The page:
T-Mobile is Charging an Early Termination Fee: Help Me, WalletPop!

Before you go, we thought you'd like these...
Before you go close icon
t-mobile early terminationIf you're having a problem with a business, Consumer Ally can help. Write us at HelpMe@WalletPop.com.

Q. When I took a T-Mobile phone for the year I signed what I was told was a one-year contract. I am now told by the store that I signed with that this is a two-year contract and I am responsible for the cancellation charge. Am I responsible to pay a cancellation charge after one year?
Alfred ZernerA. Hi Alfred, as you know, there seems to have been a mix-up here, although I'm not sure what, exactly, went wrong. I reached out to Patty Raz in T-Mobile's corporate communications and she would only say that they resolved the issue. She wouldn't comment on the details of the situation because of the company's privacy policy. However, I know that someone at the company reached out to you and waived the cancellation fee this time. You'll need to send them a payment for your final month of usage, and you should do that right away.

Just to eliminate confusion for any other readers who are T-Mobile customers, it seems that this was a special exception. You either misunderstood or were misinformed about the contract you signed, and because of that -- and, in no small part, I'm sure, because of our intervention -- T-Mobile waived the fee this time. However, Raz says the company's contracts depend on a customer's chosen rate plan and service needs, and are not always two-year terms, so it's possible that what you signed was a one-year contract. The lesson: Make sure you understand exactly how long you're committed before you sign off, and keep a copy of all contracts so you can reference them when questions pop up.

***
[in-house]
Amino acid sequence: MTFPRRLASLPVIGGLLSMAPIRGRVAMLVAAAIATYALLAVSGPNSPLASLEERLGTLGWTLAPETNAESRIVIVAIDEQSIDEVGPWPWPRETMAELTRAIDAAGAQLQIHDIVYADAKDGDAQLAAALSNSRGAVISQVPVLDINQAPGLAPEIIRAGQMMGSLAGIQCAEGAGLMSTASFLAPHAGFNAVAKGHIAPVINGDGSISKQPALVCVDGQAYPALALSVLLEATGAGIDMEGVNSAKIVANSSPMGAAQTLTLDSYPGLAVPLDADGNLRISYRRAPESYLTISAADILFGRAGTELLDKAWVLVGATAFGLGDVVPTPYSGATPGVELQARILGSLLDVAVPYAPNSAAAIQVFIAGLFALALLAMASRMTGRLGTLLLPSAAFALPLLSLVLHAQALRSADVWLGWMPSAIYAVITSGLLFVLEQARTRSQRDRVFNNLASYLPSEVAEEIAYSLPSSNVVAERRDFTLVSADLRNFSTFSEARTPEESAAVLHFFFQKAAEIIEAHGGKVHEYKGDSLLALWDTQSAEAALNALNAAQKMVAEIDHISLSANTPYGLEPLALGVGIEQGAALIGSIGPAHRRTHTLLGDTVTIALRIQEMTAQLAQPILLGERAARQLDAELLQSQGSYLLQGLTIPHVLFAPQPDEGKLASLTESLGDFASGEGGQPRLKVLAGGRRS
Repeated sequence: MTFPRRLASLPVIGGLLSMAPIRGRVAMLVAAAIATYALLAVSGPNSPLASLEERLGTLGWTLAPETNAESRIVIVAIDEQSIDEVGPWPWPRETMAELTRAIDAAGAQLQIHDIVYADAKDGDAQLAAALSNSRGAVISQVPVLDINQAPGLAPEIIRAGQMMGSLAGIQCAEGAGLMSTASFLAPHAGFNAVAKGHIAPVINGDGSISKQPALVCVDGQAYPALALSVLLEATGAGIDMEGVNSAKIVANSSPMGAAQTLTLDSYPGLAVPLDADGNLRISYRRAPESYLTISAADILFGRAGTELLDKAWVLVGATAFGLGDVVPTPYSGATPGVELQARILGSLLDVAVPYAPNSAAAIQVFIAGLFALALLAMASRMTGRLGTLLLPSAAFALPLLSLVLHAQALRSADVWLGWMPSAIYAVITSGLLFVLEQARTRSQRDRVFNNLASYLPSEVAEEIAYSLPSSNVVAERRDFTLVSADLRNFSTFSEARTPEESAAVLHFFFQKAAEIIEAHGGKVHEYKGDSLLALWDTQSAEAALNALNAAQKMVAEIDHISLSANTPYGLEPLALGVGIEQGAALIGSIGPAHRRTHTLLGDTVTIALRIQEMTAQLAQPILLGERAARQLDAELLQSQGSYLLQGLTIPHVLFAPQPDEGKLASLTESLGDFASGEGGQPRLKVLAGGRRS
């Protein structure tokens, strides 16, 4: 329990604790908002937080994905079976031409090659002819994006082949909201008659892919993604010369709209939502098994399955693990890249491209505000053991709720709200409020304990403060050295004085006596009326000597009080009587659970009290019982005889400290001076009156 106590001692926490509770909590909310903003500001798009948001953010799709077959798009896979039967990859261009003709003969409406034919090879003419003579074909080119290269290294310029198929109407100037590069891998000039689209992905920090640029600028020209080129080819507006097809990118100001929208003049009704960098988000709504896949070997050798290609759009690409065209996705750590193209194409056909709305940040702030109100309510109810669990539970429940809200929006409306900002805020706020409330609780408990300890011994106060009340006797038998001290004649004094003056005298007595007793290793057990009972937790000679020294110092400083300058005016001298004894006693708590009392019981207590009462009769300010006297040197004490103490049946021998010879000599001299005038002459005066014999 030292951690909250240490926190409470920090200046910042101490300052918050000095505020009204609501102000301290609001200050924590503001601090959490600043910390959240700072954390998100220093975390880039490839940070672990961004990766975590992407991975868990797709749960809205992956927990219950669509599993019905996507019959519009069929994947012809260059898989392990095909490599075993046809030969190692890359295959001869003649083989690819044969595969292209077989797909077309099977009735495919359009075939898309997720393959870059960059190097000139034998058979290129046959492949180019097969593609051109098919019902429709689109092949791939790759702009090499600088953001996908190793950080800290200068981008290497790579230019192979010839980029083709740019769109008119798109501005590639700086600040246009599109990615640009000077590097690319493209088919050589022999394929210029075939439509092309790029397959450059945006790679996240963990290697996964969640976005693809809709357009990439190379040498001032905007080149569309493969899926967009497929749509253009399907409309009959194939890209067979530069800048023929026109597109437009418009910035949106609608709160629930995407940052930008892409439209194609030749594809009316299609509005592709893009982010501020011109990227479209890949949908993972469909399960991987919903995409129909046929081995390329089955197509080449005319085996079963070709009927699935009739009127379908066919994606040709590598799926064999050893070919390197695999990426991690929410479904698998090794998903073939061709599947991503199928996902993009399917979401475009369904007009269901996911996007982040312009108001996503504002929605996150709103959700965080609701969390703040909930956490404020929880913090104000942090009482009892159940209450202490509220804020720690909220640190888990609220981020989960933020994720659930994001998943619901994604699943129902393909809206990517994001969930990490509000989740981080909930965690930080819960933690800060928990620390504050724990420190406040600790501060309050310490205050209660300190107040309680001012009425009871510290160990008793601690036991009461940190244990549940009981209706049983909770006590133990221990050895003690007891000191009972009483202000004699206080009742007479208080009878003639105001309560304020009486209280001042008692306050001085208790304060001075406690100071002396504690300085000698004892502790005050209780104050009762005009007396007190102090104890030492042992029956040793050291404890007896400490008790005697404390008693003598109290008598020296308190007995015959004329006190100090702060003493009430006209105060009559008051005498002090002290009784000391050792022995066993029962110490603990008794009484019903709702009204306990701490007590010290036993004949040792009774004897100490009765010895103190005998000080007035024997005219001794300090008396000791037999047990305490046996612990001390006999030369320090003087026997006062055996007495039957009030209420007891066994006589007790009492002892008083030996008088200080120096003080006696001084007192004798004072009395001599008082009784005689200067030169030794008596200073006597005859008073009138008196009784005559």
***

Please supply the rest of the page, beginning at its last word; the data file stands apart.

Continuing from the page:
As far as T-Mobile's early termination fees, Raz says they are applied on a schedule: "The early termination fee is $200 if termination occurs with more than 180 days remaining on your term; $100 if termination occurs with 91 to 180 days remaining on your term; $50 if termination occurs with 31 to 91 days remaining on your term, and the lesser of $50 or your monthly recurring charges, including any applicable taxes and fees, if termination occurs in the last 30 days of your term."

And one last thing: If you do want or need to get out of a cell phone contract early, try a website like cellswapper.com to find someone who will take it over. It will costs around $20 to post your phone and contract to the site, much less than most early termination fees.

Consumer Ally problem solver Jean Chatzky is the "Today Show" financial adviser, a longtime financial journalist and best-selling author.
Read Full Story

Want more news like this?

Sign up for Finance Report by AOL and get everything from business news to personal finance tips delivered directly to your inbox daily!

Subscribe to our other newsletters

Emails may offer personalized content or ads. Learn more. You may unsubscribe any time.

From Our Partners